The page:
My greatest reason for writing is this: I write to help people make sense of things, to understand them, and then to be able to act on what they learn.
There are other reasons, of course, some of which are more mundane. But a key element of my work is to help explain issues or specific items, in technology and religion, two areas where I’ve done much of my writing in recent years.
Look at this story from The Washington Times, in which I was privileged to report on a major upgrade to the nation’s air traffic control system:
Imagine how much easier the commute would be if you had the ability to see not just the traffic around you, but also for five miles ahead. Think of the notion that you could know what to expect when crossing the Woodrow Wilson Bridge or getting on the Beltway at Connecticut Avenue.
That’s the basic idea behind an 18-month-old effort to upgrade the nation’s air traffic control system.
If you read the rest of the article, you’ll gain, I hope, an understanding of this interesting new system, which is well on its way to changing the way airplanes fly in the United States. Since that’s something all Americans pay for via their taxes, it’s not only interesting, but also important.
Sometimes, the explaining involves people in unusual or interesting situations. An example: DeVon Franklin, a senior vice president at Sony’s Columbia Pictures unit, comes from a church background not known for producing many entertainment industry executives. DeVon is a Seventh-day Adventist, and for many years, Adventists have looked down on “the movies” as a professional pursuit. Yet, DeVon has not only excelled in the rough-and-tumble world of Hollywood, he’s been able to keep his faith in focus. You can read about it here:
In the bottom line-oriented world of Hollywood, the period from Friday afternoon to Saturday evening is when the first bits of data about the box-office performance of a new film appear. That “opening weekend” can be crucial to a production’s success, and most executives would be forgiven for clutching their mobile device as if it were a high-tech security blanket.
But even when The Karate Kid, an audacious retooling of a 1980s classic, opened, Franklin’s BlackBerry stayed silent. It wasn’t until the sun set that Franklin learned of the film’s opening success, which ultimately led to worldwide gross revenues of more than $350 million. On the Sabbath, he asserts, numbers can work, but God doesn’t.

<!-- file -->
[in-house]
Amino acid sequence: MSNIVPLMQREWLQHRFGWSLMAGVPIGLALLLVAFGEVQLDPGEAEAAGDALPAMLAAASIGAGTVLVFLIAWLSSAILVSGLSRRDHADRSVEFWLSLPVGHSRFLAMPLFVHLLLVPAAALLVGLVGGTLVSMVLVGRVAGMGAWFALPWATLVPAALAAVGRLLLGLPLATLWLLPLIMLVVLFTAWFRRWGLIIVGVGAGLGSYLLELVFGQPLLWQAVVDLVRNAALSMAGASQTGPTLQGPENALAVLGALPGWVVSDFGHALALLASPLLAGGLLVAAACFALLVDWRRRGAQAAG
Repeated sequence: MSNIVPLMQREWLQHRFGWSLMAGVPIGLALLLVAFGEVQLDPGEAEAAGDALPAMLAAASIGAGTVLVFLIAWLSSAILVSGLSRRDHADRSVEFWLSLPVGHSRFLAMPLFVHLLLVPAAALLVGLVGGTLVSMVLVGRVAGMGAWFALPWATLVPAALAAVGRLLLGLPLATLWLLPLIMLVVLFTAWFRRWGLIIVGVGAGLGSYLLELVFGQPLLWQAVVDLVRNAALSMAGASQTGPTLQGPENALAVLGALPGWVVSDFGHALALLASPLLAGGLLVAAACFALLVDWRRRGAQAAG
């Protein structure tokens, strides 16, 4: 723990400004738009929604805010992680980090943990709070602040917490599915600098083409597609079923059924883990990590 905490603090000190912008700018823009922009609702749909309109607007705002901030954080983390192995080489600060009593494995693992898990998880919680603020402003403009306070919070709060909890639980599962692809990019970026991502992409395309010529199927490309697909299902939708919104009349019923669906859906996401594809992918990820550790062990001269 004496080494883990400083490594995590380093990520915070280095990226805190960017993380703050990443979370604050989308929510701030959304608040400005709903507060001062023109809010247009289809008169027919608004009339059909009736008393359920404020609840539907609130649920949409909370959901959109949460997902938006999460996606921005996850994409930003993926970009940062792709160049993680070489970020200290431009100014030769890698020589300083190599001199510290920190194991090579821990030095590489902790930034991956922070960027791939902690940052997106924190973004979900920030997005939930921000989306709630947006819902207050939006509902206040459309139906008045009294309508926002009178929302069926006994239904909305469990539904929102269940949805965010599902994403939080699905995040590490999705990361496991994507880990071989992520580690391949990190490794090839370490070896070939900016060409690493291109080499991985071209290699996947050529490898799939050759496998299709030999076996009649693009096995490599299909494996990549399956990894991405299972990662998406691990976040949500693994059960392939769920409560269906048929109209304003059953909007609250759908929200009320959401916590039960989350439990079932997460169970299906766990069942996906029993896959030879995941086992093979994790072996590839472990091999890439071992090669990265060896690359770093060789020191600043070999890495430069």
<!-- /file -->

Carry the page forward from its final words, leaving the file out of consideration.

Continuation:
And a large part of my writing involves reviewing the latest technology products for readers of The Washington Times, where I’ve contributed since 1991. I’ll happily endorse a good product, but in the case of OnStar’s FMV aftermarket add-on cellular phone-based communication system and mirror, there were some big limitations, as I discovered during testing:
On Saturday night, OnStar just couldn’t download the audio directions from my home to a restaurant six miles away in Laurel. Instead, the Map application on my Apple iPhone 4 found the address and got me going while OnStar was struggling. Mr. Cross said this was a rarity, but it was frustrating nonetheless. When directions to other locations worked, they were good, and it was nice to have the verbal cues.
As mentioned, this would have been a great product in 2006. The crash response thing is important, and if I had a teenager at home or at college, I wouldn’t let them drive a car without this. But I don’t have a teenager, and I’ve got Bluetooth, a phone with GPS and supporting turn-by-turn software, and AAA roadside assistance. That’s not everything OnStar FMV offers, but it also doesn’t ask me to pay an additional $675 or so in the first year.
Doing this kind of writing, which is what I’m involved daily, can be a challenge, but it’s also very rewarding. Readers appreciate the insights, and editors have kept me on the job. I’m grateful for all the opportunities. If you have any questions, my
contact info is in the left-hand column.